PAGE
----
TAMPA, Fla. — Asking most starting pitchers their goals for a given season typically elicits similar responses:

Just stay healthy.

Michael Pineda is no different, though he does have a more specific goal in mind, one that would come with health.

“I want to throw 200 innings this year,” Pineda said after a morning workout at the Yankees’ minor league complex. “That’s my goal.”

It is not the first time the 27-year-old has stated as much and he has yet to achieve it. A year earlier, almost to the day, Pineda made the same declaration for 2015 but came up short.

The righthander seemed on his way, getting off to a 5-0 start, with a 2.97 ERA, after seven outings, and taking every scheduled turn in the rotation through July 24. A forearm strain, however, cost him just over a month of the season and Pineda never got in a rhythm after returning, finishing the year 12-10 with a 4.37 ERA in 160 2⁄3 innings.

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His career-high in innings remains the 171 he threw during his rookie season of 2011 with the Mariners.

“You always want to do better,” Pineda said of his 2015. “Sometimes we have good games, sometimes we have bad games . . . now it’s a new year and a new season is coming and I want to be ready and prepared to have a great year.”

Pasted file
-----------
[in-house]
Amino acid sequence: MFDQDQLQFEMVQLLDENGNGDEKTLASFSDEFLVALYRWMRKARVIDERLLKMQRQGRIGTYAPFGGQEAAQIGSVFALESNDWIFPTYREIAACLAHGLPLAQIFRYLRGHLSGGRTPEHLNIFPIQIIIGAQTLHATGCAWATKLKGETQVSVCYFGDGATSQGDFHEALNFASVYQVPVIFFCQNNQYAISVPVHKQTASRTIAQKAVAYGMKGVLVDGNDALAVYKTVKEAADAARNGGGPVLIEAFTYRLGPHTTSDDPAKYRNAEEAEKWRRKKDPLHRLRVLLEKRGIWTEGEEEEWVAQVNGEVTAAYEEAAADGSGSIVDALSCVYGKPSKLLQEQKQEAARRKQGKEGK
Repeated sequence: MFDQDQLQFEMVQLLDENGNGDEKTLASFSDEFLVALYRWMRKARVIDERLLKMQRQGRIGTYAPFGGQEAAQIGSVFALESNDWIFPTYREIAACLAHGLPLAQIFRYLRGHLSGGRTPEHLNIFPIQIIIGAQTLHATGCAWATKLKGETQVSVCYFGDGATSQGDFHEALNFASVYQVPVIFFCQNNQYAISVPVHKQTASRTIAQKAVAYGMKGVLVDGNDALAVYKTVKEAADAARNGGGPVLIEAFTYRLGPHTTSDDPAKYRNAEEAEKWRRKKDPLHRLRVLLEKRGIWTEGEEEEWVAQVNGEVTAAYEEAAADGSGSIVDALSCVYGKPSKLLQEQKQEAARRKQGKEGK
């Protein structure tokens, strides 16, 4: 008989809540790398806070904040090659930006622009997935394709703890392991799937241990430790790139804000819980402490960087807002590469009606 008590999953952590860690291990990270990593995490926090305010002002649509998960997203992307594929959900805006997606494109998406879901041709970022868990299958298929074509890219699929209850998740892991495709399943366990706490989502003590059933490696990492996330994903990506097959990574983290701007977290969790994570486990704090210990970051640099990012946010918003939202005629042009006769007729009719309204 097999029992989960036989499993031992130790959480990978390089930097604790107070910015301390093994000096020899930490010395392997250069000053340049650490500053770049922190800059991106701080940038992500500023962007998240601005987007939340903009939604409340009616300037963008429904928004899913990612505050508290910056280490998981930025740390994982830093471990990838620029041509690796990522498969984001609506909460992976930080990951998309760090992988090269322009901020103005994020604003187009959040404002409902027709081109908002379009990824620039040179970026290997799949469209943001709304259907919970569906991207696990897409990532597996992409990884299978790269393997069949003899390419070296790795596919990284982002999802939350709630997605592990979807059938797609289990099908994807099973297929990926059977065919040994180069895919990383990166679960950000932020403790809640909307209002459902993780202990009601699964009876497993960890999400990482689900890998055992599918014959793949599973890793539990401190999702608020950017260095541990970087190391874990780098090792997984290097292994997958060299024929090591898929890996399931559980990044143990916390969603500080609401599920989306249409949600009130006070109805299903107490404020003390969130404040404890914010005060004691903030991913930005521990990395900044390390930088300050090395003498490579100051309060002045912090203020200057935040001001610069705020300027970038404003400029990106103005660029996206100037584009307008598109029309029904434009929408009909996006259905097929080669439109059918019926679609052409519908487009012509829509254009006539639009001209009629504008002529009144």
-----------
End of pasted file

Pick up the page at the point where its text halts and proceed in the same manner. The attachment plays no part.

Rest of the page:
Pineda arrived in Tampa in late January and has been an almost daily presence at the minor league complex for workouts.

He showed up looking slimmed down from last season, perhaps the result of a gym he had installed in his home, allowing him to work out, he said, with “no distractions.”

“I feel pretty good right now,” Pineda said. “Every year I’m getting older and you need to keep working harder and harder, trying to learn. That’s what I’m doing.”

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Pineda is part of a rotation that general manager Brian Cashman is cautiously optimistic about.

“If they do [stay healthy], there’s a lot to be excited about,” Cashman said.

What is shaping up as a powerful back end of the bullpen could help to alleviate some of the pressure on the unit, something Pineda noted when discussing the possibility of Dellin Betances, Andrew Miller and Aroldis Chapman forming a seventh-eight-ninth-inning combination.

“We have a great bullpen this year,” Pineda said. “You pitch six, seven innings [and leave with the lead], you have a great percent for winning the game with these three guys in the bullpen. It’s awesome.”

And the rotation?

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Same old, same old.

“The rotation looks pretty good,” he said. “Great arms, great pitchers. The rotation is going to be good if everybody is healthy.”